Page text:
When Franz Werfel arrived in the United States as an exile from Nazi Germany, his fame there had been established, based largely on the popularity of The Forty Days of Musa Dagh, a 1934 Book-of-the-Month Club selection and arguably Werfel’s most powerful prose work. The Hollywood studio Metro-Goldwyn-Mayer acquired an option on making a film of the novel; the project was eventually abandoned, purportedly because of pressure exerted by the Turkish government.
For the Armenian people, The Forty Days of Musa Dagh became something of a national epic. An Armenian priest in New York is recorded to have preached that the novel invested his people with a soul. The financial assistance of the Armenian community in the United States made possible the transfer of Werfel’s remains from Hollywood to Vienna in 1975, as well as, that same year, the holding of a Werfel symposium and the publication of a volume of his occasional writings.
The Forty Days of Musa Dagh almost single-handedly publicized the genocide of Turkey’s Armenian population during World War I. Werfel had planned to write about the crime when he first learned of it while serving at the military press bureau in Vienna. However, it was not until 1930, when he encountered young Armenian refugees laboring in a carpet factory in Damascus, that the abstract number of more than one million victims became a disturbing reality for the novelist. Werfel immersed himself for two years in research, including a study of firsthand accounts, that resulted in the particular blend of historical re-creation and imaginative invention that marks The Forty Days of Musa Dagh.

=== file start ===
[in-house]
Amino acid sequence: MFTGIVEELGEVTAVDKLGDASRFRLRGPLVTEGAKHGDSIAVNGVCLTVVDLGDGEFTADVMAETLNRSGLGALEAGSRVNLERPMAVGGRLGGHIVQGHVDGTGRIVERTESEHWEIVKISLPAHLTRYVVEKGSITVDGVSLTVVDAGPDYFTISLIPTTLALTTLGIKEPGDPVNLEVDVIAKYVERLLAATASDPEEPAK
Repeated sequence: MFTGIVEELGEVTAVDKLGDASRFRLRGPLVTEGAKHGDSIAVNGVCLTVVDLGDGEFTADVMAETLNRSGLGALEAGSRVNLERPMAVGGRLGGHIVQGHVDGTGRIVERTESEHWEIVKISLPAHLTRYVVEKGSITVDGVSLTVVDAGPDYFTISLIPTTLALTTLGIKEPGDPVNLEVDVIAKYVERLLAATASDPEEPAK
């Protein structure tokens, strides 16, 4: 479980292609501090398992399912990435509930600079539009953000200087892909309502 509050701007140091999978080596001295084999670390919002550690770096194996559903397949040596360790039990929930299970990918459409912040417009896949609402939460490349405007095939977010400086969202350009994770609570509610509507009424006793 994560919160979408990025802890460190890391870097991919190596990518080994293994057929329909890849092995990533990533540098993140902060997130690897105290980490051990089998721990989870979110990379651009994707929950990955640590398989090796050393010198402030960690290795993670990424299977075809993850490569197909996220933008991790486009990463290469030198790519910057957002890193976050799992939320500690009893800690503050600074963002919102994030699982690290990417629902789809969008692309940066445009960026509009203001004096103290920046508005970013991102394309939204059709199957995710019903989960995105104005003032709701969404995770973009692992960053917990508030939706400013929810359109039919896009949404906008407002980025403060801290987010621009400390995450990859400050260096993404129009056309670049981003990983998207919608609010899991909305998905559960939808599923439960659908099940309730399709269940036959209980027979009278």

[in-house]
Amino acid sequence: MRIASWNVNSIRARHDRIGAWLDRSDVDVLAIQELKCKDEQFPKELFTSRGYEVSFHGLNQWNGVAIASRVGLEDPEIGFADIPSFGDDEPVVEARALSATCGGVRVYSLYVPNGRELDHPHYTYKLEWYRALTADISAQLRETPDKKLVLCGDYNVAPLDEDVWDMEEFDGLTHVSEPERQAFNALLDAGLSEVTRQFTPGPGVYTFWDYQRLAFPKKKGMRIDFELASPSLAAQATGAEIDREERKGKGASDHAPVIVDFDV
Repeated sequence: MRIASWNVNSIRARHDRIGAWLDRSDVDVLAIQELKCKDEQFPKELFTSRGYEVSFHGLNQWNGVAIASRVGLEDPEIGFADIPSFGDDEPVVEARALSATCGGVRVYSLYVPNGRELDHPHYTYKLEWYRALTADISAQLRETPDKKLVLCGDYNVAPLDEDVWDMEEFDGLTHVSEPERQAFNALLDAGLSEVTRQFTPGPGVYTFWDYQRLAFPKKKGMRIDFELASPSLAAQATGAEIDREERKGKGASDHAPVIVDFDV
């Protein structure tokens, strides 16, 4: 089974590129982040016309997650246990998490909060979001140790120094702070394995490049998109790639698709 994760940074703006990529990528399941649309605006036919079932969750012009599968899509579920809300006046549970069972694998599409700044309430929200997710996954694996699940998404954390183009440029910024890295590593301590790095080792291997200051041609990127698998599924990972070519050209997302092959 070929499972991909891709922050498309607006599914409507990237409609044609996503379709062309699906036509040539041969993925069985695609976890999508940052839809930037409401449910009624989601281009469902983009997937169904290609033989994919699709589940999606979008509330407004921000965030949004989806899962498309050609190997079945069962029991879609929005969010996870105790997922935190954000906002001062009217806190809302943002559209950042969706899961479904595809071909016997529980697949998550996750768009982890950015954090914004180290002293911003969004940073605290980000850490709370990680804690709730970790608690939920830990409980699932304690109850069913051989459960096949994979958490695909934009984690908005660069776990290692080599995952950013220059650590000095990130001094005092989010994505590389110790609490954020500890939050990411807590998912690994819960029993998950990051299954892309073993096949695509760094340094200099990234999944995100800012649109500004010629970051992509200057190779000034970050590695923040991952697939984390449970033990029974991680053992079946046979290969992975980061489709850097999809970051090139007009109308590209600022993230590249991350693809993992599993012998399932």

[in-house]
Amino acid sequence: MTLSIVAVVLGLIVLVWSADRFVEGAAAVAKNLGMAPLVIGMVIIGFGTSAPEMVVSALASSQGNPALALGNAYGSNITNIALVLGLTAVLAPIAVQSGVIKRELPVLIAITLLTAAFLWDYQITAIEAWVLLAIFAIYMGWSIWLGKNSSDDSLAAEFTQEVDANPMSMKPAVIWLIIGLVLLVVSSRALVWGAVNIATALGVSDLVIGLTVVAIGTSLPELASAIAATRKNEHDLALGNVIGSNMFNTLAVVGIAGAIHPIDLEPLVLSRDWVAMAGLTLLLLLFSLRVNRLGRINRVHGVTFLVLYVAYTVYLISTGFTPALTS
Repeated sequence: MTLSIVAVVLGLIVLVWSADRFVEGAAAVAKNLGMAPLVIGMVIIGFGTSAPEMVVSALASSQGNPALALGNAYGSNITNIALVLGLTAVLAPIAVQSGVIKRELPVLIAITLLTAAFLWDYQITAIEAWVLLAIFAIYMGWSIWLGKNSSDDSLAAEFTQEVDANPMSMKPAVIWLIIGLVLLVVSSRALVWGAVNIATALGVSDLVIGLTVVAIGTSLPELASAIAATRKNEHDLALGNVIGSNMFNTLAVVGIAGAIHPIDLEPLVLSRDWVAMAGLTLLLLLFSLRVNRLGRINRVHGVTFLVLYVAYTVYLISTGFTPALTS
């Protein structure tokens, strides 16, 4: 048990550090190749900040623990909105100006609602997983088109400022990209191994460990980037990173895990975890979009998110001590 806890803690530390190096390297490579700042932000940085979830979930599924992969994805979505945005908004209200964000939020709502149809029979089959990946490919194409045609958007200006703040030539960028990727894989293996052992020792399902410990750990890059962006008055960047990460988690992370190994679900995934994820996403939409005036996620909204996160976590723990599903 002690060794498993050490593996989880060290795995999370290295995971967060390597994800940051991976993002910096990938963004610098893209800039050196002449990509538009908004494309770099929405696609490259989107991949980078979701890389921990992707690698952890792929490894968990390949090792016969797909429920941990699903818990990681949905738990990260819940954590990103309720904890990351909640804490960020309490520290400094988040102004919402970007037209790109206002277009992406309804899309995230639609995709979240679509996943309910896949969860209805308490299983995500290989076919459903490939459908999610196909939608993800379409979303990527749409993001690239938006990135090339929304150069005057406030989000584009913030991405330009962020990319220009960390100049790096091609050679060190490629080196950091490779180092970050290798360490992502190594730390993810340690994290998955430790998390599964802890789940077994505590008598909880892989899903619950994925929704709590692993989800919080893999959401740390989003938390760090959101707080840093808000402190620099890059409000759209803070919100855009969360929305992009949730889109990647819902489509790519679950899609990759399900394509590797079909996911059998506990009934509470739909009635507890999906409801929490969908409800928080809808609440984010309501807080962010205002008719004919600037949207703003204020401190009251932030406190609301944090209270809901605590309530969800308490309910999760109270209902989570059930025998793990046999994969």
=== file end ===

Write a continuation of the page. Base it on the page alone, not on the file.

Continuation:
The defense of Musa Dagh in 1915 was an actual event, and some of the novel’s peripheral characters, such as the Turkish official Enver Pascha, were historical figures. Werfel’s drawing on reality and the wealth of descriptive details, ranging from architecture to children’s games to farming methods, lend the novel a compelling aura of authenticity.
As a creative writer, Werfel occasionally suited facts to his purposes. Sources differed, for example, on whether the Armenian contingent spent fifty-three or thirty-six days on the mountain. By indicating that the sojourn lasted forty days, Werfel links the incident to biblical events: the forty days of...
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